By Kaitlin Steinberg
By Minh T Truong
By Molly Dunn
By Brooke Viggiano
By Kaitlin Steinberg
By Molly Dunn
By Molly Dunn
By Eating Our Words
When you go to Cafe East -- and you definitely should -- make sure to call ahead to find out if it's open.
Here's the deal: The first time I drove out (way out, it's located on Wilcrest just off Briar Forest), on a Wednesday night, the place was dark. After a long, teeth-clenching drive home, I called the place, thinking there might be information on the answering machine. Someone answered the phone instead and said the restaurant was closed for two days to prepare for a private party. I was told Cafe East would be open its regular hours the following week.
The next week, recalling my fruitless trip west, I decided to call before climbing into the vehicle. Boy, was I glad I did. I was told that the restaurant was closed for the night (for reasons I didn't quite grasp) but that it would definitely, positively, absolutely be open the following evening and would I like to make reservations?
Deciding to live dangerously, I drove out the following night sans reservations. Fortunately, the third time was a charm -- in more ways than one. Cafe East, when open, is a winner, a small family-run restaurant with wonderfully hearty food and charm to spare.
Located in an old fast-food outlet (or perhaps a deli, since the entrances to the restrooms are outside), Cafe East specializes in Russian cuisine as well as dishes from the breakaway republic of Kazakhstan, homeland of owner and chef Ayat Ilyakhunob.
So how does Kazakhstan's food differ from its Russian neighbor's? It's a good question. Formerly part of the USSR, Kazakhstan is located south of Russia and west of China. The food at Cafe East largely reflects the culinary influences of Kazakhstan's old Russian master, yet it can't hide the fact that Asian recipes and ideas have obviously slipped across the border.
The spicy carrot salad ($1.99) is a good example of the Asian influence. (Not to mention the charm of the restaurant: The owner sent out a portion at no charge, thinking it was something we'd like to try. He was right.) Thin, noodlelike shreds of carrot are tossed with a light, spicy dressing; its clean, Asian, almost astringent taste is a marvelous complement to the sweet, crunchy carrots.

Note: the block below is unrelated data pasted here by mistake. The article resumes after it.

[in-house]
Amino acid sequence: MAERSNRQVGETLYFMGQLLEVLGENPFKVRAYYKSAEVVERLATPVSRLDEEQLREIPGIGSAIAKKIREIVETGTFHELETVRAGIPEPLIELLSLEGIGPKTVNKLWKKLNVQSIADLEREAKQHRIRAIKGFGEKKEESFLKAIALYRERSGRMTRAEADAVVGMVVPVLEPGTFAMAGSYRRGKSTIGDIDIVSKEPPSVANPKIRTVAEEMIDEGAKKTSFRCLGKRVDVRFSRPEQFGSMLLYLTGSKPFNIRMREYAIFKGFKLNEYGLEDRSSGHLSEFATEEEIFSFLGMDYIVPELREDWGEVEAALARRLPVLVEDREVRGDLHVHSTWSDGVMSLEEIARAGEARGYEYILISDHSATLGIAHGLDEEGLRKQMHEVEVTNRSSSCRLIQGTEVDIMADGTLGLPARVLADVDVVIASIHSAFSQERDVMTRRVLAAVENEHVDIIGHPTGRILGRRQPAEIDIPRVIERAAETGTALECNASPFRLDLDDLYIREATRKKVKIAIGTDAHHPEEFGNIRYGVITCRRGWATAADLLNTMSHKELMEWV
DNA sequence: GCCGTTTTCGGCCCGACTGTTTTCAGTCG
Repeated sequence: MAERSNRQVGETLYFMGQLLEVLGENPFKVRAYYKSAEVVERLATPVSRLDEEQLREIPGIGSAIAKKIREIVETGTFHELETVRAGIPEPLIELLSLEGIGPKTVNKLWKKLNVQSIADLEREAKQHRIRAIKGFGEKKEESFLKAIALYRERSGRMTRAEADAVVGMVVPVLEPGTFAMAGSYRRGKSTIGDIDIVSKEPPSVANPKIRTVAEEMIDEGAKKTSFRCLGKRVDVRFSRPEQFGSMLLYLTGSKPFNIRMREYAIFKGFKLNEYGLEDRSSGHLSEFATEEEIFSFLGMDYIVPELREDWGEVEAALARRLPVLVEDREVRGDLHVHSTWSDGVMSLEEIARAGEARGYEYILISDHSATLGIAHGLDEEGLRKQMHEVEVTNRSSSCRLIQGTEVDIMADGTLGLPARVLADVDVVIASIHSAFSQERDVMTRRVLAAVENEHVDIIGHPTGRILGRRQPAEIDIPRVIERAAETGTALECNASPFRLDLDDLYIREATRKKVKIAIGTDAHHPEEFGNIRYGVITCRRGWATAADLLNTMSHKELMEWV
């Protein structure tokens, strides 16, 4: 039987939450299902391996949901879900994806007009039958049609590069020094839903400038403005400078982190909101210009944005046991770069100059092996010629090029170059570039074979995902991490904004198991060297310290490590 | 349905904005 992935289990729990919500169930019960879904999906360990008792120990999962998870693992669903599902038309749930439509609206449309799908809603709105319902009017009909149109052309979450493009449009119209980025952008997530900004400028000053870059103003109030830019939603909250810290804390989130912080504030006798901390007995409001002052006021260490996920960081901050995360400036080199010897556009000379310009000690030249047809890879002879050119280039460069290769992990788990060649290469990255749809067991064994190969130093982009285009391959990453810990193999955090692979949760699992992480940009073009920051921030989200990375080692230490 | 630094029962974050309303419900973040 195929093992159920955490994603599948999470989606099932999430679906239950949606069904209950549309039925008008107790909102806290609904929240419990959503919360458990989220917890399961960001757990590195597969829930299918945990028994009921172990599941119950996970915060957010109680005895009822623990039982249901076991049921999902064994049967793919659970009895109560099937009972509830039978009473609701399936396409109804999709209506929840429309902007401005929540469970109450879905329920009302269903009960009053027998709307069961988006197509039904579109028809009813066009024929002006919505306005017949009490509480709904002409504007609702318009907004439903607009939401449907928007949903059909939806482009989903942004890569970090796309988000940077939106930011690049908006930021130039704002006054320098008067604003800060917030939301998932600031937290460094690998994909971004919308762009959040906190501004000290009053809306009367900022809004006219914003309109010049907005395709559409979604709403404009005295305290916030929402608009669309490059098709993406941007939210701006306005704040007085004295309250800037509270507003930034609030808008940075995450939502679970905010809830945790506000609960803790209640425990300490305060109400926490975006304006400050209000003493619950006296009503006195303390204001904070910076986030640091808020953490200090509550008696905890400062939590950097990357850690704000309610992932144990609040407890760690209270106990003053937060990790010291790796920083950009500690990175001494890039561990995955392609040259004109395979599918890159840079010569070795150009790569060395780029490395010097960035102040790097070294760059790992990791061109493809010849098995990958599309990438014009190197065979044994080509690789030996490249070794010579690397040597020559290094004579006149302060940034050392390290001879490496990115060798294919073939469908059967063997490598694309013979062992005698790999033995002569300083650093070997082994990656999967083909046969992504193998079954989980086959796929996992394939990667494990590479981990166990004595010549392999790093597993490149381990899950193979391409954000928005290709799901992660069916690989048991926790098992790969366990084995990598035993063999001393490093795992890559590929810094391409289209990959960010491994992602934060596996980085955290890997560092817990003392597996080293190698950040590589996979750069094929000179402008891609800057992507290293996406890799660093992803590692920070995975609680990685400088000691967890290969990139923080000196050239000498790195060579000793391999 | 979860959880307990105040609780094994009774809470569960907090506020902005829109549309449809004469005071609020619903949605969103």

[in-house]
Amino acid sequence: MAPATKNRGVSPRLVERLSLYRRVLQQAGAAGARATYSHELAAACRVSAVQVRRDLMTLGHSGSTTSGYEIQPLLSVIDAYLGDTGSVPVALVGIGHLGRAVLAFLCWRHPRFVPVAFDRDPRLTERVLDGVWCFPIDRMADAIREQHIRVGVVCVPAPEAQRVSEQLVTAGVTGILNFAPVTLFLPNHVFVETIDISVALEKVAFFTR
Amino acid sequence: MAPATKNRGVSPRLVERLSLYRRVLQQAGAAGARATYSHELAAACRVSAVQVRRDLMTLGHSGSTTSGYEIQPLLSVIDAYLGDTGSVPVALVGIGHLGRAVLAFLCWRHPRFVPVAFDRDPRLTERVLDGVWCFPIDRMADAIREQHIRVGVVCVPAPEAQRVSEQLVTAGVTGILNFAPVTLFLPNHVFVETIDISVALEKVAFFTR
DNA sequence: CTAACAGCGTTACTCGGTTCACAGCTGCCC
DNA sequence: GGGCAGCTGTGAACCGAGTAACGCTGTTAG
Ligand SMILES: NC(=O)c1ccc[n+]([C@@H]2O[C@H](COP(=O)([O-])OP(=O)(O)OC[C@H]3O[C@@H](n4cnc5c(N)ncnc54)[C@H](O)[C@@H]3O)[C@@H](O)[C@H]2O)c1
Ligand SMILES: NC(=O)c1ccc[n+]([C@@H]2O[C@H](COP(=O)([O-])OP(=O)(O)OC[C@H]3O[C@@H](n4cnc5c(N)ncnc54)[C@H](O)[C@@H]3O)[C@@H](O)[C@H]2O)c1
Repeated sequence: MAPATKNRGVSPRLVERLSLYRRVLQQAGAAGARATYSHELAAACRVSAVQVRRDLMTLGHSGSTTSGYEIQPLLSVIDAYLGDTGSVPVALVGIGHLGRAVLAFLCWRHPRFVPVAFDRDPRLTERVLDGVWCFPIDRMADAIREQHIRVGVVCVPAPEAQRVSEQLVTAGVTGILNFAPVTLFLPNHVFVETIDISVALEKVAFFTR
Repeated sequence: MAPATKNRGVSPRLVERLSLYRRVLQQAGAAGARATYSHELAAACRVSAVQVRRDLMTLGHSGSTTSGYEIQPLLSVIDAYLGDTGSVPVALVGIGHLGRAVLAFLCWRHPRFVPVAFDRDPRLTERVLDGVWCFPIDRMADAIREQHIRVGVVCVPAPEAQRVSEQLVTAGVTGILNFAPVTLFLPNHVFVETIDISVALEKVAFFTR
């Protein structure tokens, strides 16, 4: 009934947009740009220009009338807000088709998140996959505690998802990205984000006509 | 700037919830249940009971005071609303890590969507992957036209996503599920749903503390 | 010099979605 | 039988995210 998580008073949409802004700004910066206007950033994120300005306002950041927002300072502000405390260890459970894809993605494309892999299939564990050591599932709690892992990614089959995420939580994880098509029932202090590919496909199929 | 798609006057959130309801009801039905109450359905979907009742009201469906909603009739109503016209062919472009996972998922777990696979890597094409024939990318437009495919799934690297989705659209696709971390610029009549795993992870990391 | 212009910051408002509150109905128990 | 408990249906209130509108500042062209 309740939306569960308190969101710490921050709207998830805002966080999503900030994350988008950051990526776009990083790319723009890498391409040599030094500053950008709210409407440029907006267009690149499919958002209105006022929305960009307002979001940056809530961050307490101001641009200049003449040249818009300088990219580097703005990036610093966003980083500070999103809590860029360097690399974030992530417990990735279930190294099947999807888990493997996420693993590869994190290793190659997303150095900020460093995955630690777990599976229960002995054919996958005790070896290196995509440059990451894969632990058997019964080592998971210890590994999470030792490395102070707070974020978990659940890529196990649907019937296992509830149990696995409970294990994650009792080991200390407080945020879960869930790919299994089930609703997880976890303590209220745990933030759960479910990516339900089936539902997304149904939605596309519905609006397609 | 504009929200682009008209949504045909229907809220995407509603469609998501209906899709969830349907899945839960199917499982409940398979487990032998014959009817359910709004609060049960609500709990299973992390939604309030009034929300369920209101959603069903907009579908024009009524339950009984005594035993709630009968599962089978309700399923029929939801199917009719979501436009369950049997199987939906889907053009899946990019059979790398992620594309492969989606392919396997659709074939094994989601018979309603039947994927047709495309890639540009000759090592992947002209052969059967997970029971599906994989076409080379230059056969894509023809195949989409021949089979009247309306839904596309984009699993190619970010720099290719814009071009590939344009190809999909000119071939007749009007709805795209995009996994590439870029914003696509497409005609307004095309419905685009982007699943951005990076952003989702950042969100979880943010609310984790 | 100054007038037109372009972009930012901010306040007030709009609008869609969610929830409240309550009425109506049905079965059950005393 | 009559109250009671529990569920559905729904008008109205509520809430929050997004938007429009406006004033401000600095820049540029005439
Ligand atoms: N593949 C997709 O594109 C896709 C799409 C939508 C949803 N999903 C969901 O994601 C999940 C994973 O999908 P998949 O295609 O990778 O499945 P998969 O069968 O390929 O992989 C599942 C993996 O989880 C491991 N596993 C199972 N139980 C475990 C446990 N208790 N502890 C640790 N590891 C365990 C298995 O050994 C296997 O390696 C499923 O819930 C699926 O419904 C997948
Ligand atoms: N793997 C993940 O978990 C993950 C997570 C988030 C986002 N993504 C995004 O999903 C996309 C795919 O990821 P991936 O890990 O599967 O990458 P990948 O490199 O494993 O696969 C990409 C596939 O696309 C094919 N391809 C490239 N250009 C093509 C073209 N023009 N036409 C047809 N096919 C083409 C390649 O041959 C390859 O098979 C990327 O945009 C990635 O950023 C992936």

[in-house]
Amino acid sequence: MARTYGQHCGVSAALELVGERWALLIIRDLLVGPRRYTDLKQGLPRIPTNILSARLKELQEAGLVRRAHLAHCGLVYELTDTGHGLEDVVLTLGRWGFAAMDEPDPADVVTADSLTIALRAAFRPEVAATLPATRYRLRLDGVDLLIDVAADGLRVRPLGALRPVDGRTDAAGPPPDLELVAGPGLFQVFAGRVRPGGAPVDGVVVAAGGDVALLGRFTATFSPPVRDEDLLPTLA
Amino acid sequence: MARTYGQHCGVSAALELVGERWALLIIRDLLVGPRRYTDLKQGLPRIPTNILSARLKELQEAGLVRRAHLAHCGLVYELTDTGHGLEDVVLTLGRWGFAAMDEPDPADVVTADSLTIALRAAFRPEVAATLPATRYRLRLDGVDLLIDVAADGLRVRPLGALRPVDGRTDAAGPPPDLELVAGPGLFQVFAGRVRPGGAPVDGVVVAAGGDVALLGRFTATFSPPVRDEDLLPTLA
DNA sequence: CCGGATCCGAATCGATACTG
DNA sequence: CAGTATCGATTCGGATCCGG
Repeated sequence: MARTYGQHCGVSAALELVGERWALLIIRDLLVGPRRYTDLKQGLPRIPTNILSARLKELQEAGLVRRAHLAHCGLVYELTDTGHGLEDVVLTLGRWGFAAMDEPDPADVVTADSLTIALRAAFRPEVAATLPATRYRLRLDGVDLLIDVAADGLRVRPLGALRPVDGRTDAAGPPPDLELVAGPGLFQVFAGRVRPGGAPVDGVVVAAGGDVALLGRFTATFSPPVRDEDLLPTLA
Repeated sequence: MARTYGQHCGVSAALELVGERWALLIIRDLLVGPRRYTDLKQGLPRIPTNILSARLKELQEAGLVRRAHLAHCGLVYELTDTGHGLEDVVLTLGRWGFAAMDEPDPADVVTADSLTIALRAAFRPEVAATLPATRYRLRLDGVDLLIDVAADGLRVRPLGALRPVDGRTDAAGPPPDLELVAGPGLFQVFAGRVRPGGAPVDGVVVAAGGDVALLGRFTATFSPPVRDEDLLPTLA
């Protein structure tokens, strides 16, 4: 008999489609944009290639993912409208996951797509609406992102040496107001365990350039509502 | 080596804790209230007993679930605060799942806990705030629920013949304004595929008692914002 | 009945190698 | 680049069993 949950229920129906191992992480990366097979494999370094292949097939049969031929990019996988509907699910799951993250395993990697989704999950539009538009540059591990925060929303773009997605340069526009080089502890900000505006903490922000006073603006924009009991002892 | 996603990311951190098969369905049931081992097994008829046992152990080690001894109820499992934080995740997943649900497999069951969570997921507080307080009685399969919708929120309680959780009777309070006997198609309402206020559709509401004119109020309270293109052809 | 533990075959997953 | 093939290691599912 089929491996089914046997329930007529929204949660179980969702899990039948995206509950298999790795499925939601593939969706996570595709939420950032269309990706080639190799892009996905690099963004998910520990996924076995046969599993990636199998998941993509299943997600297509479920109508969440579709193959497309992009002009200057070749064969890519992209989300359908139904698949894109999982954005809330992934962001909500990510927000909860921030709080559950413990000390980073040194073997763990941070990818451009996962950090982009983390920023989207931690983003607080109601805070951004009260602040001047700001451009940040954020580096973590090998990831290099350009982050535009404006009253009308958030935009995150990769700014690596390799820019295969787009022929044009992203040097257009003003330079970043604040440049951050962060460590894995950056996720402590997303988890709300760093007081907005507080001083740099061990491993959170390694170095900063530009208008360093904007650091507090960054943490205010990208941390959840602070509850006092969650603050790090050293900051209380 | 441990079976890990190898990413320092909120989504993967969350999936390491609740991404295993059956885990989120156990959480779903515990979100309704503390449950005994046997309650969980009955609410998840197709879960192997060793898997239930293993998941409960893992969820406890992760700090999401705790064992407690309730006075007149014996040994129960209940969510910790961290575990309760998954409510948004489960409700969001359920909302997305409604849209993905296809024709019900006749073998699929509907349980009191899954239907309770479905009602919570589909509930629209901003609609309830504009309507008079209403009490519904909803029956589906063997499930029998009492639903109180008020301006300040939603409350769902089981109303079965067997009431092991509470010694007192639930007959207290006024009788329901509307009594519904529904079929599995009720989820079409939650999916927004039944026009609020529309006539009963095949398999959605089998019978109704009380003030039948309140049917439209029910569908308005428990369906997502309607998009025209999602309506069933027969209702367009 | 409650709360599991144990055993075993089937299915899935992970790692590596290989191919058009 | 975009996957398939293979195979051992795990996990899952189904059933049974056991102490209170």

For a purely Russian appetizer, try the potatoes and herring ($3.99). Cool chunks of herring share a colorful plastic platter with warm slices of potato drizzled with oil and vinegar; a thinly sliced onion sits on the side, a sly reference no doubt to the beautiful onion domes that top those golden Kremlin cathedrals. Or not. Regardless, the firm, meaty herring, slightly mealy potato and sharp onion make for a memorable combination. (A companion commented that the herring was the best he has had outside of Sweden, a.k.a. Herring Central.)
Garlic fanatics should take note of the Israeli salad ($2.99, and I don't have any idea how an "Israeli" salad made it to Kazakhstan). Baked eggplant is pureed and mixed with mayonnaise, chopped walnuts and what seems to be every clove from the Gilroy Garlic Festival. It's absolutely delicious, plus you'll be impervious to vampires for a week afterward. (One quibble, though: the bread. Cafe East serves a perfectly lackluster, supermarket-quality French bread. I kept imagining how good the spread would be on hearty Russian black bread.)
Another Russian classic is the borscht ($2.49). There are, of course, two different kinds of borscht: what M.F.K. Fisher called a "little borscht" (the kind you see in jars at the supermarket, basically flavored beet juice) and a "big borscht" (a hearty vegetable soup, flavored with beets). Cafe East's version definitely falls into the hearty camp. Shreds of cabbage and beet and chunks of potato sit happily in a light, tomato-based, sweet, sour and spicy broth, spiked with nearly whole peppercorns. With a spoonful of sour cream for garnish, it's warming and soul-satisfying.
Russian food is not especially designed for dieters, as the three types of dumplings on Cafe East's menu prove. The beef pelmeny ($4.99) are small, ravioli-size dumplings stuffed with a tasty ground-beef filling; the cheburek ($4.99) are more like Cornish pasties, large turnovers, filled with a savory shredded beef and fried to a golden turn; and vareniky ($4.99) are half-moon-shaped boiled dumplings filled with seasoned mashed potatoes and sautéed onions. All are served with sour cream, and all are delicious. They're also stuffed with enough calories to make you toss any lingering New Year's resolutions out the window.
No trip to a Russian kitchen is complete without cabbage, and Cafe East's definitive cabbage rolls are a must. Fresh, barely tender cabbage leaves are rolled into a cigar shape around a highly seasoned (more Kazakhstanian than Russian) ground-beef-and-rice mixture and served in a light tomato sauce (four to five per order, $4.99). They were so good, I ordered them twice.
The terrific soup of the day ($2.49) didn't necessarily inspire double orders, but a definite double take. I was told it was "tomato soup," which was a bit of an understatement. This version included bits of meat, still-crunchy green beans and bell peppers in a spicy tomato broth. I asked our charming waitress what it was called, and she replied, "soup of the day." That same soup made a return appearance as "lagman" ($5.99 with more meat and served over homemade noodles). (According to my New Oxford Companion to Food, the word lagman comes from the Chinese, liang mian, meaning "cold noodle." Class dismissed.) Although lagman was served with a delicious chili paste, I thought Cafe East's tomato concoction worked better as a soup.